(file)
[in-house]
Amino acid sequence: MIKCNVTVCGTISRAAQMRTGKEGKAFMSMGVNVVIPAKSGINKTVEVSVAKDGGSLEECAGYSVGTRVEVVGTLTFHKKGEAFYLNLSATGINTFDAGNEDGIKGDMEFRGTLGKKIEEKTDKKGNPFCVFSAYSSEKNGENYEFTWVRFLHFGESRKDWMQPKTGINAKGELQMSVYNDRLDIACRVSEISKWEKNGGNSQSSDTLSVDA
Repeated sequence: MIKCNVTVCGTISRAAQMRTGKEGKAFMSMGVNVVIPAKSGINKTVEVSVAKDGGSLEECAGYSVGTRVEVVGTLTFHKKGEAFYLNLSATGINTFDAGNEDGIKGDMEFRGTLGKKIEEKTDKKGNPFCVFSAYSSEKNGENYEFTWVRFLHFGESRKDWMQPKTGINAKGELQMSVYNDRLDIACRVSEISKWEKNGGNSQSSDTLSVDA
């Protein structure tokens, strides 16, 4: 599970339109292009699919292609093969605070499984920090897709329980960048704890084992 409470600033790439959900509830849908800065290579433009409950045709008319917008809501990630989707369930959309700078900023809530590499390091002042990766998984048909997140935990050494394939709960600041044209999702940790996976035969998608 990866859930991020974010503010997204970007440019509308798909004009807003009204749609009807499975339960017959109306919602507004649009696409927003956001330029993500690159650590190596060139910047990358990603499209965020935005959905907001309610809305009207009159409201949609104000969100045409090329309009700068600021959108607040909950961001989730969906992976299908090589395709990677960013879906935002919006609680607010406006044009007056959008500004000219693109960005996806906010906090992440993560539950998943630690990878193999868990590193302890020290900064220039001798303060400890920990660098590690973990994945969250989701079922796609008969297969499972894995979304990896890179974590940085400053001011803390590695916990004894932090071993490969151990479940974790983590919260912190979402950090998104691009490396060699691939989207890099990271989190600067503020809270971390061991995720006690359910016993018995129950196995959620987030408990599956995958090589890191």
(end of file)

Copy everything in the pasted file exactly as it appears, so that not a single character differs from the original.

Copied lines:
[in-house]
Amino acid sequence: MIKCNVTVCGTISRAAQMRTGKEGKAFMSMGVNVVIPAKSGINKTVEVSVAKDGGSLEECAGYSVGTRVEVVGTLTFHKKGEAFYLNLSATGINTFDAGNEDGIKGDMEFRGTLGKKIEEKTDKKGNPFCVFSAYSSEKNGENYEFTWVRFLHFGESRKDWMQPKTGINAKGELQMSVYNDRLDIACRVSEISKWEKNGGNSQSSDTLSVDA
Repeated sequence: MIKCNVTVCGTISRAAQMRTGKEGKAFMSMGVNVVIPAKSGINKTVEVSVAKDGGSLEECAGYSVGTRVEVVGTLTFHKKGEAFYLNLSATGINTFDAGNEDGIKGDMEFRGTLGKKIEEKTDKKGNPFCVFSAYSSEKNGENYEFTWVRFLHFGESRKDWMQPKTGINAKGELQMSVYNDRLDIACRVSEISKWEKNGGNSQSSDTLSVDA
């Protein structure tokens, strides 16, 4: 599970339109292009699919292609093969605070499984920090897709329980960048704890084992 409470600033790439959900509830849908800065290579433009409950045709008319917008809501990630989707369930959309700078900023809530590499390091002042990766998984048909997140935990050494394939709960600041044209999702940790996976035969998608 990866859930991020974010503010997204970007440019509308798909004009807003009204749609009807499975339960017959109306919602507004649009696409927003956001330029993500690159650590190596060139910047990358990603499209965020935005959905907001309610809305009207009159409201949609104000969100045409090329309009700068600021959108607040909950961001989730969906992976299908090589395709990677960013879906935002919006609680607010406006044009007056959008500004000219693109960005996806906010906090992440993560539950998943630690990878193999868990590193302890020290900064220039001798303060400890920990660098590690973990994945969250989701079922796609008969297969499972894995979304990896890179974590940085400053001011803390590695916990004894932090071993490969151990479940974790983590919260912190979402950090998104691009490396060699691939989207890099990271989190600067503020809270971390061991995720006690359910016993018995129950196995959620987030408990599956995958090589890191």